Welcome, 2023! We are thrilled to kick off another year of work to help protect Montauk’s environment.

This month’s newsletter focuses on an important and timely topic - the Montauk wastewater treatment plan. There’s an urgent need to employ all tools available to address the contamination imposed by failing and outdated septic systems.

 CCOM has done much to help property owners to replace their antiquated cesspools and septic systems with innovative alternative (IA) systems that remove nitrogen. However, because there remain key areas in Montauk where IA systems do not work - due to limited space and high groundwater tables - the Town is advancing the concept of constructing a wastewater treatment facility. This is the largest infrastructure project ever to be proposed for Montauk so it cannot be taken lightly. CCOM wants to ensure that our community has access to the best information currently available. Please read our position on this plan.

Laura Tooman | President
East Hampton Town created the Montauk Wastewater Committee in October 2018. The committee has been tasked with advising the town on the feasibility of creating a wastewater treatment district and a centralized sewage treatment system. CCOM President Laura Tooman sits on the Committee along with other Montauk stakeholders and representatives.

The current committee members are as follows (in alphabetical order):
Steve Baumgarten, Dan Cahill, David Ceva, Lou Cortese, Leo Daunt , George Filopoulos, Tom Flight, Andrew Harris, Brian Harris, Steve Kalimnios, Paul Monte, David Rutkowski, Laura Tooman, Dick White.

Ex Officio:
Mark Abramson, Jeremy Samuelson, Eric Schantz, Kim Shaw, Mellissa Winslow

Liaison: EH Town Supervisor Peter Van Scoyoc
Failing wastewater infrastructure jeopardizes water quality by discharging under-treated sewage into local waterways and the ocean.

Sewage can contain bacteria, viruses and parasites that put human health at risk. Sewage discharges also pollute waterways with excess nutrients that wreak havoc on coastal ecosystems by fueling harmful algal blooms (HABs). HABs can produce cyanotoxins that have been linked to acute poisoning of humans, pets, and wildlife.

The challenges to creating a successful wastewater infrastructure in Montauk include a high groundwater table, flood risk, and lack of sufficient space.
The Town has hired a consultant (H2M) to lead the charge in determining the feasibility of a treatment facility to treat wastewater generated from four priority areas: downtown, Ditch Plains, the docks, and the railroad area.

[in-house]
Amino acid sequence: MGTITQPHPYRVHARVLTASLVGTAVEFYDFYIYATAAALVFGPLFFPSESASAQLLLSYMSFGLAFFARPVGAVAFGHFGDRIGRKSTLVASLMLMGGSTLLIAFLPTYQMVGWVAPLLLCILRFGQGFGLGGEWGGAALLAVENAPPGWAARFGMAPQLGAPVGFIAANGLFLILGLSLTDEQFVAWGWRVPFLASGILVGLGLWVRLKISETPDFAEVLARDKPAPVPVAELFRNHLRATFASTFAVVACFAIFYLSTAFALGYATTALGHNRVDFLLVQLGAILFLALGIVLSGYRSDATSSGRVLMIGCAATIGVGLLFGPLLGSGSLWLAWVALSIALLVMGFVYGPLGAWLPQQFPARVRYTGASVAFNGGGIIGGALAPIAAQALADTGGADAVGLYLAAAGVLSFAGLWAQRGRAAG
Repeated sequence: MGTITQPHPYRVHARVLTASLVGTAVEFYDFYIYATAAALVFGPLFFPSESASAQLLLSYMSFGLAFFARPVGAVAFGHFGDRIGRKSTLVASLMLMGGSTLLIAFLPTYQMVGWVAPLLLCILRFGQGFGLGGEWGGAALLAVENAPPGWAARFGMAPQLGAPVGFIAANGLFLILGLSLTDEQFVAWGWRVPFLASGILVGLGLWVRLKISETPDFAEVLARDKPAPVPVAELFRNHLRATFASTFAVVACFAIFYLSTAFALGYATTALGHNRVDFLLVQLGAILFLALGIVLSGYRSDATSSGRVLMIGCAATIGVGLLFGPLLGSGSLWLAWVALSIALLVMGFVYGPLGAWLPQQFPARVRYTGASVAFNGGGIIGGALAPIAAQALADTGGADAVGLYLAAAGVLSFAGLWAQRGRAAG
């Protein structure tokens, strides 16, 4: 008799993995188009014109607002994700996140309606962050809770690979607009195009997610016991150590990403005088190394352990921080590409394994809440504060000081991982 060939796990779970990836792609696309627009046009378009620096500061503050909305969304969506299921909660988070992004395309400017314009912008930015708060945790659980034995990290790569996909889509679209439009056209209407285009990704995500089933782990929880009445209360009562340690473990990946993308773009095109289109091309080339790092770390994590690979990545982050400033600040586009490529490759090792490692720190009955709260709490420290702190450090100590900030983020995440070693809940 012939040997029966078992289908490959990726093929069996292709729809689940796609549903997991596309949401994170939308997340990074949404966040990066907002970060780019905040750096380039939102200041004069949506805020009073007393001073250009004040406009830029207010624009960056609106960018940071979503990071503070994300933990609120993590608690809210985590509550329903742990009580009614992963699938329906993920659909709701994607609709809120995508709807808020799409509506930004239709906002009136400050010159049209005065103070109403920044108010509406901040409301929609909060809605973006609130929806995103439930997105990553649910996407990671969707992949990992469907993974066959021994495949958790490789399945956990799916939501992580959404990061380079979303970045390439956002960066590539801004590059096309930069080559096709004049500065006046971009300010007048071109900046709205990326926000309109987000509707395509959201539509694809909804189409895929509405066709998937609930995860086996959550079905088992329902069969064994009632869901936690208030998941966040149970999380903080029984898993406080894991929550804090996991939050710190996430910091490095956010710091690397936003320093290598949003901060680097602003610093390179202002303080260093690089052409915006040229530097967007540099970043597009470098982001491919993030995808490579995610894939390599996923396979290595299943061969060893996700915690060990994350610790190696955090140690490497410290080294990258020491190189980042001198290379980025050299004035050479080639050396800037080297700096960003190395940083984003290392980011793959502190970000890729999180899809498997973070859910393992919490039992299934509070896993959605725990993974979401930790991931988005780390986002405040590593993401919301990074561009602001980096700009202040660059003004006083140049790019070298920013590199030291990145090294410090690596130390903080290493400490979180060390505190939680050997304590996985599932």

Because groups like CCOM have fought hard to protect and preserve land, over 70% of land in Montauk remains protected from development, meaning very few parcels exist that are large enough to meet the required criteria for siting such a facility.

Some things to be considered include:
  • proximity to homes and drinking water wells
  • groundwater tables
  • flood zones
  • underground utilities

This is why the Town has identified the potential option to construct a facility next to the current landfill on Suffolk County parkland; an action that would require 14 acres of parkland alienation, swapping it with a slightly larger 18.8 piece of land just acquired by the Town on East Lake Drive. If the Town were to pursue parkland alienation, the Suffolk County Parks Trustees, Suffolk County Legislature and New York State Legislature would have to approve. 

And once / if a treatment site has been selected, a map and plan would be drawn to be used to create a wastewater district boundary. Property owners in said service area would have to vote to create the district or not. Those within the wastewater district would be responsible for the annual operation and maintenance. The Town would like government grants to cover the majority of the construction of the facility. 

Additionally, a SEQR (State Environmental Quality Review) must be performed to determine what environmental impacts such a wastewater district would have, and to determine if other options are feasible or if there are other options that would have less of an environmental impact. 
We encourage everyone to view the following presentations and work that has been completed to date:

After clicking on the link above, please do the following:
  2. In the date box on the right side of the screen, type: 2022-12-13
  3. On the December 13, 2022 screen, scroll down and click on: "11:00 am  | East Hampton Town Board Work Session 12-13-2022"

Please note: The wastewater discussion begins at 47 minutes.

Do you love Montauk? Be part of an organization fighting to protect and restore Montauk’s precious environment!
CCOM is a 501(c)(3) not-for-profit environmental organization. Thanks to our donors, we have been protecting Montauk's unique environment since 1970. Please consider making a 100% tax-deductible donation today.